What biking across Iowa can teach you about outdoor marketing.
I’m your basic mammal. Not the cute and fuzzy kind, but rather the bicycle-riding, middle-aged man in spandex that makes pickup drivers, coffee shop regulars and daughters roll their eyes. I had a serious bike crash last year and was finally back to riding form, so it was with great anticipation last summer that I joined 16,000 of my mammalian brethren and sisteren for the annual ride across Iowa known as RAGBRAI.
Yep, a pretty good mid-sized town’s worth of folks swathed in various combinations of crotch-padded fabrics camping, eating, drinking and pedaling their way 487 miles across the breadbasket of the USA.
If you’re an outdoor equipment manufacturer, you can see pretty much every level of your products on display – from featherlight backpacking tents and zero-degree mummy bags designed for use in the Himalayas to boxy Walmart pop-up models hastily purchased en route to the event. You’ll see glamping set-ups that would put a luxury safari outfitter to shame and a slew of half-million-dollar RVs, but you’ll also see a surprising number of trusting young souls just sleeping under the stars on cots or in hammocks strung between any two available poles.
The fact that the breadth of the outdoor adventure category is laid out on a track infield, a baseball diamond, an animal barn, or a kind-hearted local’s backyard in no way diminishes the pride these owners take in their homes away from home. I can personally attest to feeling superior at the damp, angry cries ringing out from fellow campers during the first night’s rainstorm snug in my fancy new Marmot Limelight 3P tent. Reading to the glow of my new Goal Zero Lighthouse lantern. Sitting in my Flexlight Air camp chair. Air-drying my new top-rated Pack Town quick-dry towel. All of it, quality overkill for what was essentially car camping while on a bike ride. Yes, the over-prepared life was very, very good.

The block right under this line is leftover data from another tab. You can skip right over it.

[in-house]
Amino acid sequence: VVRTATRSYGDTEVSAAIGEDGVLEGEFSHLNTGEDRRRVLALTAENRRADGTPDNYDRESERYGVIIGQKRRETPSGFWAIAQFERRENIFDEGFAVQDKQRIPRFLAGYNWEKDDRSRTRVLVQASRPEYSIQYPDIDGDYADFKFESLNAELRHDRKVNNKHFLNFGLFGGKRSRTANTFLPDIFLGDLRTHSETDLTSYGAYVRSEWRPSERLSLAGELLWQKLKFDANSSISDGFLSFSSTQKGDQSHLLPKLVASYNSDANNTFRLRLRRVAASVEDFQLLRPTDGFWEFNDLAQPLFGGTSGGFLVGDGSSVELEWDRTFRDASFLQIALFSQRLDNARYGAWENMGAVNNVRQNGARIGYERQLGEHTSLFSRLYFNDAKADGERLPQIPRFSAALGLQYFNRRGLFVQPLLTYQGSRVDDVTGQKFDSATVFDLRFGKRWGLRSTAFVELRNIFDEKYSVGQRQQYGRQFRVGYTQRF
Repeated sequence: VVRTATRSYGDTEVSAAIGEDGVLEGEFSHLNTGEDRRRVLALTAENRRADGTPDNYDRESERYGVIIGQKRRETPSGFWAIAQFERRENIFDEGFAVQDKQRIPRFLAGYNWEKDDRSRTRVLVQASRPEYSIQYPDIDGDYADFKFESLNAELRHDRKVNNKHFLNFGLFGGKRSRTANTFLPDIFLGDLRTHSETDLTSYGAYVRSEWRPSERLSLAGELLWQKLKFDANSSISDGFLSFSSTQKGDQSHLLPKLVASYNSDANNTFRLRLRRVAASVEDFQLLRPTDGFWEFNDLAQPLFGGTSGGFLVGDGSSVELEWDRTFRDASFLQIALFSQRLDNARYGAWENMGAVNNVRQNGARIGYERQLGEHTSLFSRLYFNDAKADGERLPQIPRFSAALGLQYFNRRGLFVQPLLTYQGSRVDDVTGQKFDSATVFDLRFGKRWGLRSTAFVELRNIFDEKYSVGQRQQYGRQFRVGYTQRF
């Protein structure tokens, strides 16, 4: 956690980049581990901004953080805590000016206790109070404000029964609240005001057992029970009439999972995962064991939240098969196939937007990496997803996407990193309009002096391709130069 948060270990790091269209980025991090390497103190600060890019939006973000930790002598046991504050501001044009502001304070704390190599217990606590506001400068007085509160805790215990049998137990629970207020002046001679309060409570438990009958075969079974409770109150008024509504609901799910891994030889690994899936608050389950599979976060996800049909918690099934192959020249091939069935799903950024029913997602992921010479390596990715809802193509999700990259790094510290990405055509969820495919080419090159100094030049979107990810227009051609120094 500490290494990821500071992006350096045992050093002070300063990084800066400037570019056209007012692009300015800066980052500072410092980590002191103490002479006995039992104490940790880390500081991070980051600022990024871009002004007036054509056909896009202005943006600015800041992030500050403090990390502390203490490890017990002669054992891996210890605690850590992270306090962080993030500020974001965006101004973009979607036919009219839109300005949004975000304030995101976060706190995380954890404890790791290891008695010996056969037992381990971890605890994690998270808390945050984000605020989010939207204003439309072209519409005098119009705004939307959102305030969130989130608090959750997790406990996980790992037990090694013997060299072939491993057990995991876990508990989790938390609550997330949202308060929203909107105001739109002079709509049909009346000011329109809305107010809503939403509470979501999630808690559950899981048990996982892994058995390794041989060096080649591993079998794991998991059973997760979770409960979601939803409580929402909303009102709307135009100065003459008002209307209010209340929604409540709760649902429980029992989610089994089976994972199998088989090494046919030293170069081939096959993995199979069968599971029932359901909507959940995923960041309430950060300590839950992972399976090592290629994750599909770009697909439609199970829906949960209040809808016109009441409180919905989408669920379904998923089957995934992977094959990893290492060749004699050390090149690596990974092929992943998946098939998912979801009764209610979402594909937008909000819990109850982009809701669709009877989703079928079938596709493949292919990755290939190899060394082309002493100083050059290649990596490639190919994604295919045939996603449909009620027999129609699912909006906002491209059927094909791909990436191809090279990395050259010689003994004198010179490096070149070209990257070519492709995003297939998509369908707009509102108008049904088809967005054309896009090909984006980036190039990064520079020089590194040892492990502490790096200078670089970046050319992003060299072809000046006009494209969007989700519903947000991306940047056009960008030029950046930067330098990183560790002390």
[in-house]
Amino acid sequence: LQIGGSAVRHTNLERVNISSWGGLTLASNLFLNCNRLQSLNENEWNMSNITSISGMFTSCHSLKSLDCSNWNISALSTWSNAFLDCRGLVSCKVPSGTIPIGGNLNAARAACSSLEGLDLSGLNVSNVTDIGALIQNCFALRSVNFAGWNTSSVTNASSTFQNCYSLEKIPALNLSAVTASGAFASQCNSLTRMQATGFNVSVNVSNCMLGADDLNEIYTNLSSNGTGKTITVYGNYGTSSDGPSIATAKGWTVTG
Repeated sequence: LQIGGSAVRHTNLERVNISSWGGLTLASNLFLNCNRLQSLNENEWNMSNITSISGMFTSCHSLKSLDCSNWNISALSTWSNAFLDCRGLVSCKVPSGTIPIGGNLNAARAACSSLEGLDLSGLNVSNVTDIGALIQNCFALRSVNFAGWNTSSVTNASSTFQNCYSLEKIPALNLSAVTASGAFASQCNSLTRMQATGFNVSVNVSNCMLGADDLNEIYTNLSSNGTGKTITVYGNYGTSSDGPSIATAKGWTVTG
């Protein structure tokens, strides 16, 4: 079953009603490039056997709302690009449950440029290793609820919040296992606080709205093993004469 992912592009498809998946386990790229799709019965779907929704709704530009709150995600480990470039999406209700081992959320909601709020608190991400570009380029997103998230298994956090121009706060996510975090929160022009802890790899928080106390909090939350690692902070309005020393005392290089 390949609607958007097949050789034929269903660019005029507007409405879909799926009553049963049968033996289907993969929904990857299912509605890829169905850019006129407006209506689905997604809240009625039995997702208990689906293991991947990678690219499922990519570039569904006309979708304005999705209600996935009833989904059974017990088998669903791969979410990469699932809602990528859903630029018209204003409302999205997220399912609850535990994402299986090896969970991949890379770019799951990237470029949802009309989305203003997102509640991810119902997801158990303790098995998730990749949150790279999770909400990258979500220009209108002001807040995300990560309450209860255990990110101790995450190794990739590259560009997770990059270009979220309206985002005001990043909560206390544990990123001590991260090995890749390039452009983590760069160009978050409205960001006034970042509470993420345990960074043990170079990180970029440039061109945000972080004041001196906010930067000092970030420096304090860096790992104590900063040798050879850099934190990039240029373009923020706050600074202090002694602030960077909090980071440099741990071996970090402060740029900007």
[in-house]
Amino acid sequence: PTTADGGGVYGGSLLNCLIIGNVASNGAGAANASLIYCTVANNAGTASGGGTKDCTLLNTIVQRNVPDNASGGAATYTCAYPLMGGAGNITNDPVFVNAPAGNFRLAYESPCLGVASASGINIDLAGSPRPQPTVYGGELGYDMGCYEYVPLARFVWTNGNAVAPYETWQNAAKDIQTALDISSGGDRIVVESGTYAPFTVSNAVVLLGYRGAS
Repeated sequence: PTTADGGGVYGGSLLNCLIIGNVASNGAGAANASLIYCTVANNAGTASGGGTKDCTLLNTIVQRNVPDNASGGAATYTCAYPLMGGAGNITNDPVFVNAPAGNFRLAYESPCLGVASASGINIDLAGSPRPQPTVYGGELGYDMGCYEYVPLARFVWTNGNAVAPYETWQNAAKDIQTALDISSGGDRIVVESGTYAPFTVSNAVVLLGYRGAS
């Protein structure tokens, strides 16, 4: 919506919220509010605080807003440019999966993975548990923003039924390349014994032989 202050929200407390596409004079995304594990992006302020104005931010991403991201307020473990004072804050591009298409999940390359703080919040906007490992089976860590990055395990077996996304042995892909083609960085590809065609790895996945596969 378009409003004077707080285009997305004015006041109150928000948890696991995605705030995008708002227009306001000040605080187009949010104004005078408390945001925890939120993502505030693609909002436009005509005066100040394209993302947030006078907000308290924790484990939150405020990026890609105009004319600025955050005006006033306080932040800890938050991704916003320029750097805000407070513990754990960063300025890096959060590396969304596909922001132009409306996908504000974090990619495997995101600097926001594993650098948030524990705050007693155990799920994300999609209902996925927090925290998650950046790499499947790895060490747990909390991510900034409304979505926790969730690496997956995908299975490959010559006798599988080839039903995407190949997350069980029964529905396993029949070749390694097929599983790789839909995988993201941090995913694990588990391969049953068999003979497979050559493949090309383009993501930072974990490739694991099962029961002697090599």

Shopping at REI was a highlight of the summer. I spent a ridiculous amount of money and could easily have spent three times more. In addition to the list above, I bought bike cleats, a waterproof Ortlieb frame pack bag, and an Anker charging block to let me power up my phone and bike computer without the need for electrical outlets. I was impressed by the helpful online marketing videos – like this one – provided by manufacturers and retailers alike. I watched how to set up my tent before practicing on the basement floor. Online reviews and recommendations were priceless. I saw my tent on RAGBRAI at least two dozen times, so I was not the only one impressed. REI staff knew their categories inside-out, even if help seemed a bit harder to find than in years past. After going to the back room to find more tent spikes for me, one even recommended the more highly rated charging block above than the models they had on the floor and even helped me find it online. I left feeling like a kid at Christmas with two $20 off coupons for my next visit. Which I used two weeks later to buy another bike bag as a gift.
RAGBRAI was a week of camaraderie born of the crucible of 6 a.m. porta-potty seats, sunburns, saddle sores and paying $10 to stand in line for an hour to shower in a semi-trailer. It was a blissful week of guilt-free pork chops and sweet corn, homemade ice cream and church lady pie. It was hardly the wilds of America, but if you sell or market camping or biking equipment, or like me, are just a mammal on a well-deserved holiday, it was a fair proof that user-friendly and useful marketing really does drive sales. A welcome idea makes for a welcome purchase.